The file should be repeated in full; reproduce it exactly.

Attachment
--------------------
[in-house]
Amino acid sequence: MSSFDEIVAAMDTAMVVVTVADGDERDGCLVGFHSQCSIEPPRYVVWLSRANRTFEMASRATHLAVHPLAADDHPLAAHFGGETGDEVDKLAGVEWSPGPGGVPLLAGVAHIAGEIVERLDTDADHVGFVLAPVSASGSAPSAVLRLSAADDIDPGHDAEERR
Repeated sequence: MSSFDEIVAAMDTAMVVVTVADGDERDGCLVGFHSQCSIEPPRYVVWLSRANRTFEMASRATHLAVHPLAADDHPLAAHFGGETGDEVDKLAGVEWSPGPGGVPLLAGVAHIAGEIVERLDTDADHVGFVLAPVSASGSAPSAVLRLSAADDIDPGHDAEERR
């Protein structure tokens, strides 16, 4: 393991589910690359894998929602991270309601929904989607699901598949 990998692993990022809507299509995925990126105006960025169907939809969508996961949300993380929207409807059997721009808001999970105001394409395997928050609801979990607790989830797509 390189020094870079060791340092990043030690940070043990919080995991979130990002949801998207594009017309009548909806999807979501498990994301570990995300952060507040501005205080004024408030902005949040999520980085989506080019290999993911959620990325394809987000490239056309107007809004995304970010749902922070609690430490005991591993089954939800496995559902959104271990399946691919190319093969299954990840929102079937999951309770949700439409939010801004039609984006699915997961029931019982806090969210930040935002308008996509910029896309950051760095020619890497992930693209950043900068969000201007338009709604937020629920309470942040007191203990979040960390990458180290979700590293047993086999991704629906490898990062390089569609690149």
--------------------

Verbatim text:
[in-house]
Amino acid sequence: MSSFDEIVAAMDTAMVVVTVADGDERDGCLVGFHSQCSIEPPRYVVWLSRANRTFEMASRATHLAVHPLAADDHPLAAHFGGETGDEVDKLAGVEWSPGPGGVPLLAGVAHIAGEIVERLDTDADHVGFVLAPVSASGSAPSAVLRLSAADDIDPGHDAEERR
Repeated sequence: MSSFDEIVAAMDTAMVVVTVADGDERDGCLVGFHSQCSIEPPRYVVWLSRANRTFEMASRATHLAVHPLAADDHPLAAHFGGETGDEVDKLAGVEWSPGPGGVPLLAGVAHIAGEIVERLDTDADHVGFVLAPVSASGSAPSAVLRLSAADDIDPGHDAEERR
């Protein structure tokens, strides 16, 4: 393991589910690359894998929602991270309601929904989607699901598949 990998692993990022809507299509995925990126105006960025169907939809969508996961949300993380929207409807059997721009808001999970105001394409395997928050609801979990607790989830797509 390189020094870079060791340092990043030690940070043990919080995991979130990002949801998207594009017309009548909806999807979501498990994301570990995300952060507040501005205080004024408030902005949040999520980085989506080019290999993911959620990325394809987000490239056309107007809004995304970010749902922070609690430490005991591993089954939800496995559902959104271990399946691919190319093969299954990840929102079937999951309770949700439409939010801004039609984006699915997961029931019982806090969210930040935002308008996509910029896309950051760095020619890497992930693209950043900068969000201007338009709604937020629920309470942040007191203990979040960390990458180290979700590293047993086999991704629906490898990062390089569609690149």